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Exploring the musical legacy of Prince and beyond
On sale Wednesday, January 9, 2019, 12:00 AM
From a young age Young developed a love for music hearing a wide variety of genres of on the radio, with rockabilly, doo wop, R&B, pop and country ruling the air waves. Later picking up his first instrument, the ukulele, Young’s musical journey had only just begun. Once enrolled in high school, he joined a few varying genre bands eventually progressing on to the guitar inspired by the likes of Elvis, Chuck Berry, Roy Orbison and Little Richard.
After leaving high school Young would play solo in coffeehouses and folk clubs where he would meet like-minded musicians. Briefly joining the band Mynah Birds in 1966, once the band had split him and bass player Bruce Palmer moved to Los Angeles, US seeking fame and fortune. It was here that together they formed the band Buffalo Springfield fusing psychedelia, rock, folk and country. In their two year duration the band released three studio albums.
Once Buffalo Springfield had disbanded, Young signed a solo deal with Reprise Records in 1968 sharing the same management as his friend Joni Mitchell. Later that year he released his debut self-titled album and although receiving mixed reviews from the critics for the heavy handed production, the album featured some musical gems such as “The Loner” and “I’ve Been Waiting for You” which still remains a staple in his live sets.
For his follow up album, Young sought the help of musicians Danny Whitten (guitar), Billy Talbot (bass) and Ralph Molina (drums) who would later become known as Crazy Horse. 1969 came the release of “Everybody Knows This Is Nowhere” credited as Neil Young with Crazy Horse. The album featured the hit singles “Cinnamon Girl”, “Down by the River” and “Cowgirl in the Sand”.
Young spent the majority of the early 70’s releasing music and touring with Crazy Horse. In 1972 tragedy struck when Whitten passed away from an overdose, taking time out to grieve the band resumed several months later with Young as a fleeting member. The death of Whitten and his roadie Bruce Berry the following year, had a huge impact on Young as he found himself in a very dark place aptly reflected in the 1975 album “Tonight’s the Night”.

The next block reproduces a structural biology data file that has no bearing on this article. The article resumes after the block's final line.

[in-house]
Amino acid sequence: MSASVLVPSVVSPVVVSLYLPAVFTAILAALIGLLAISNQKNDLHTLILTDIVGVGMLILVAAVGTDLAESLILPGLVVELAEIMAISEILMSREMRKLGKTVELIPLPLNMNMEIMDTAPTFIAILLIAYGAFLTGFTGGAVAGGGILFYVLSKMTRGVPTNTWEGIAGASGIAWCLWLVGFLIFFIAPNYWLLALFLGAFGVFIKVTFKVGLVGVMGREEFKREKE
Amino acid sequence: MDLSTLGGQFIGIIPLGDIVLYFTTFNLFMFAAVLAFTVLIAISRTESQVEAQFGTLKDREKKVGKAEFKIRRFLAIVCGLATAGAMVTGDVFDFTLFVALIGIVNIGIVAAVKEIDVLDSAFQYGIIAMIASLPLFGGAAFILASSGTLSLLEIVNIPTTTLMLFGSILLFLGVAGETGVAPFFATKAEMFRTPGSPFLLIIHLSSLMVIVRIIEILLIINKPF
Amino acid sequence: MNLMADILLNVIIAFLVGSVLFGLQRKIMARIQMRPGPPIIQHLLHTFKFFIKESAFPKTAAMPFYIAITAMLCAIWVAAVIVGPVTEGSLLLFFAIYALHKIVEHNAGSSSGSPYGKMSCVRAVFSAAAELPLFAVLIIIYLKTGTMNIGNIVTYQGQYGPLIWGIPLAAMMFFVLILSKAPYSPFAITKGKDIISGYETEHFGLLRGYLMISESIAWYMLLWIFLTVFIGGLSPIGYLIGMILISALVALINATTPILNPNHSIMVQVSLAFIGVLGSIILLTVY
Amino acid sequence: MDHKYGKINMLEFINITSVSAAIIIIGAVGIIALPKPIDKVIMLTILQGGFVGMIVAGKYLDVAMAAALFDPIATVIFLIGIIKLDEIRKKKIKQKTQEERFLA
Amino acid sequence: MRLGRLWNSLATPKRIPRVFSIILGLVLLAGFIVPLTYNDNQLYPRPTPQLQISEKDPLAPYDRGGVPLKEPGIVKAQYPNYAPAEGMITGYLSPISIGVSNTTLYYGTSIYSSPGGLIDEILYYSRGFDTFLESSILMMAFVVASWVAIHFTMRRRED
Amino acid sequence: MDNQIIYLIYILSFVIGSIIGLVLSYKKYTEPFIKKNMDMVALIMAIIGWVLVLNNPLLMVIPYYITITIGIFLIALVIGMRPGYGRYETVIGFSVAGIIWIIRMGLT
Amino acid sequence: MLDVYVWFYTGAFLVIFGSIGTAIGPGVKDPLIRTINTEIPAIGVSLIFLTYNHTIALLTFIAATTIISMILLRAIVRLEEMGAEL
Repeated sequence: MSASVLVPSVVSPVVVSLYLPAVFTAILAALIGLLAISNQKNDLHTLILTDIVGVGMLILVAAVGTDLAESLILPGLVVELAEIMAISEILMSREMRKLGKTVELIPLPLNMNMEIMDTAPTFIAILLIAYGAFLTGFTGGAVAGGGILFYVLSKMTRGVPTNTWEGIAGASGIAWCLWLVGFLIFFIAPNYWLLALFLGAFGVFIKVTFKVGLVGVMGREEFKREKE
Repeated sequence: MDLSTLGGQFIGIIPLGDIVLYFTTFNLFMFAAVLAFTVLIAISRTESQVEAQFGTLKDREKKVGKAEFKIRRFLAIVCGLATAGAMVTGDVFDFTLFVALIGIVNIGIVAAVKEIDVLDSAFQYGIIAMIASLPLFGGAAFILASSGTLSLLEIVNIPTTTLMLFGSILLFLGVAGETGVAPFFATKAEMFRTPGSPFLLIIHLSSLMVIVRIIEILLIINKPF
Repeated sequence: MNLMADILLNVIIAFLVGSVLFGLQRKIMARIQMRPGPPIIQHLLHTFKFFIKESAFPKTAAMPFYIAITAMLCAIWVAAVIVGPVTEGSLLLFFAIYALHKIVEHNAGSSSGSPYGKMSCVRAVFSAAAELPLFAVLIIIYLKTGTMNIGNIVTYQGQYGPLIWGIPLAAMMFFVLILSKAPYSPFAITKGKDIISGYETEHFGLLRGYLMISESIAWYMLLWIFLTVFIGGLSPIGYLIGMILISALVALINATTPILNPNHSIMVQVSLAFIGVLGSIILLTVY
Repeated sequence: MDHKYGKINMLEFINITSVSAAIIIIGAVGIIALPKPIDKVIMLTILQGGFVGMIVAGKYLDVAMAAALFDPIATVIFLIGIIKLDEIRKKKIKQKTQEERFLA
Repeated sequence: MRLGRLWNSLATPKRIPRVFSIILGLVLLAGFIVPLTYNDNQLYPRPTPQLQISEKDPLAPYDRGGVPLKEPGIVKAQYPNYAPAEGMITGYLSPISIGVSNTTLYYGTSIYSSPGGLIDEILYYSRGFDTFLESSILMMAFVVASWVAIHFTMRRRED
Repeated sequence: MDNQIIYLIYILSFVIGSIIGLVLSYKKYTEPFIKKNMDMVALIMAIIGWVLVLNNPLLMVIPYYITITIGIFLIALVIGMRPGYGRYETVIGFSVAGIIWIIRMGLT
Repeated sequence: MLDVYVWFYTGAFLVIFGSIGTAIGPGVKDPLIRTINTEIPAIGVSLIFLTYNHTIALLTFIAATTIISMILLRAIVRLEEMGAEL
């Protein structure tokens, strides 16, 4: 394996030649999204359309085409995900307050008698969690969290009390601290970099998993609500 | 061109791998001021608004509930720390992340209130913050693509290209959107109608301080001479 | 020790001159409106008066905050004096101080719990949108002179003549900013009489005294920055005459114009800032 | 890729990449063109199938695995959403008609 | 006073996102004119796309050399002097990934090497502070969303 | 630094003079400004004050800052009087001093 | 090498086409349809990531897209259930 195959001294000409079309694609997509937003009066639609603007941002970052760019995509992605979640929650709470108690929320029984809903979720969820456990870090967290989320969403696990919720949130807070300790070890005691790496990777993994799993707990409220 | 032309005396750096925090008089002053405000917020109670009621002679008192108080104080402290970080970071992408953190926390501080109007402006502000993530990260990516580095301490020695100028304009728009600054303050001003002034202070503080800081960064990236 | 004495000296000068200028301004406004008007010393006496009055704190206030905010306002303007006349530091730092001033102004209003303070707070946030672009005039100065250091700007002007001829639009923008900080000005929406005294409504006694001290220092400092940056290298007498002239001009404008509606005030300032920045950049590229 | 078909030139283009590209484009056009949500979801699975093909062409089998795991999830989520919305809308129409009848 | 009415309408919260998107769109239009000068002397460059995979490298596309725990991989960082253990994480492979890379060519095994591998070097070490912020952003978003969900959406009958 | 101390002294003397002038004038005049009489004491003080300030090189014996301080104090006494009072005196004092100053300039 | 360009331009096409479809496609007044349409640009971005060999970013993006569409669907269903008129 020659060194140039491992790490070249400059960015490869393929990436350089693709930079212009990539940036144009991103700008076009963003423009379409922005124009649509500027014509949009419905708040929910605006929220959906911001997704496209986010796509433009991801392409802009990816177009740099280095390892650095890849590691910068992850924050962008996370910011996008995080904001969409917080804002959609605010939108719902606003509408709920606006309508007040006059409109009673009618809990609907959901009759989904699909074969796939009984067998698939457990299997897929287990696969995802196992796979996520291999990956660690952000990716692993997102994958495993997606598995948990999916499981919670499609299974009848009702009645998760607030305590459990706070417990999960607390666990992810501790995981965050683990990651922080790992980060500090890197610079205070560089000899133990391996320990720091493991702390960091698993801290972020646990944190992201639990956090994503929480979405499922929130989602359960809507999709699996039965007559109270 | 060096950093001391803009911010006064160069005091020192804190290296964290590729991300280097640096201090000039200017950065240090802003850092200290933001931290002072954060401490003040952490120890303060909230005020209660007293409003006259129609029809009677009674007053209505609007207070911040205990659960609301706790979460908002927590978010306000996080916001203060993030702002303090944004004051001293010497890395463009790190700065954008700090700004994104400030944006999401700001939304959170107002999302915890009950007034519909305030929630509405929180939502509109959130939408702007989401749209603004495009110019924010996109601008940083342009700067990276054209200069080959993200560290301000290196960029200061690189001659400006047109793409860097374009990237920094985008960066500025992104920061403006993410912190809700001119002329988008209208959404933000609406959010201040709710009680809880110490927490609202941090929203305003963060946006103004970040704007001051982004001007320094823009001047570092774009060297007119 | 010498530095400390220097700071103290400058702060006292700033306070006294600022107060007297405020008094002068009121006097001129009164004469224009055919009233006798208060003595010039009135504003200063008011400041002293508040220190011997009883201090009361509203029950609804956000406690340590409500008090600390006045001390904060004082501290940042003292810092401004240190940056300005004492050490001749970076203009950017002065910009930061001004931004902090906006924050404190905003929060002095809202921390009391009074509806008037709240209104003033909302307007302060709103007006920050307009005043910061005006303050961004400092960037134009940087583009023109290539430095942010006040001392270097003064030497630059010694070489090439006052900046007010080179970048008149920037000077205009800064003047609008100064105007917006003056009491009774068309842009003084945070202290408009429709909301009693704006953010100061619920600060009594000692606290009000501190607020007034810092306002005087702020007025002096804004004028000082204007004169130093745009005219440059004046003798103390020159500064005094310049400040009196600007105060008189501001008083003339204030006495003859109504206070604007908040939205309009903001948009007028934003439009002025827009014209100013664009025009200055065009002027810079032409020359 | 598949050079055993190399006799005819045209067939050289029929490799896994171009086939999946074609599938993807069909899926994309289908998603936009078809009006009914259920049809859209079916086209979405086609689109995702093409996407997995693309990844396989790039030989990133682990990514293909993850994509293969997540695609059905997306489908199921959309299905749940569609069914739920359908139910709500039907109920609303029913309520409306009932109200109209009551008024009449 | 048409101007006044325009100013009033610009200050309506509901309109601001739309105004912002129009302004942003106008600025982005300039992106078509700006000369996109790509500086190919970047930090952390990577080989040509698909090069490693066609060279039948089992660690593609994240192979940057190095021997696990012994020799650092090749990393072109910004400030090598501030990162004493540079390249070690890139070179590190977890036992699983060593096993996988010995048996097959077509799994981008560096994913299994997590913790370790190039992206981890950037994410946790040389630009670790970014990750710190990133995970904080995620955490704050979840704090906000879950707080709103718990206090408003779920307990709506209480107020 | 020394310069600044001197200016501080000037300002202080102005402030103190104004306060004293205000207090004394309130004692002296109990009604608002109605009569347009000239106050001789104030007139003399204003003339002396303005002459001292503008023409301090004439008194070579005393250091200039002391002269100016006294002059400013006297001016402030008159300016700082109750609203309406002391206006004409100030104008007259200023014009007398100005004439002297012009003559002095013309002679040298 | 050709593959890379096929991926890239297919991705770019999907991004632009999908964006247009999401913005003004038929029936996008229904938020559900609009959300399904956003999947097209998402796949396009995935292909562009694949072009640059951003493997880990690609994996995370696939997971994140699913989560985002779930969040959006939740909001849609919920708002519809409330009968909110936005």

The 80’s led to an experimental side of Young as personal battles consumed his mind as he deviated through stylistic variants apparent in the albums “Old Ways” (1985), “Landing on Water” (1986) and “Life” (1987). Back to business in 1989 Young produced the hit single “Rockin’ in the Free World” which peaked at number two, the album which preceded “Freedom” saw Young back in the mainstream on top form.
Young kicked off the 90’s as he returned to the heavy distortion sounds with the album “Ragged Glory” released in 1990 and swiftly followed by a nationwide tour with punk band Social Distortion and Sonic Youth which saw the return of many old school fans. As the subsequent years passed by Young became more actively involved in political issues surrounding war and injustice as he began using his music as an avenue for social commentary. With the US’s involvement with the Iraq war, Young produced songs such as “Let’s Impeach the President” and the 2006 album “Living With War” demonstrating his defiance and opposition to the country’s involvement.
Through his prolific career, Young has created a legacy which will last a lifetime and an impressive back catalogue spanning over six decades more than justifying his well-deserved position in the Rock and Roll Hall of Fame.
William Prince writes songs The Current's Bill DeVille describes as "songs you can hang your hat on." Inspired by such artists as Johnny Cash, Leonard Cohen and Kris Kristofferson, Winnipeg-based William Prince wants to write songs that stand the test of time. "I'm trying to write music and tailor it with my voice, now that I'm comfortable with it," Prince says. "And with my writing style, will hopefully bring about songs that don't decay." Listen to the full session and interview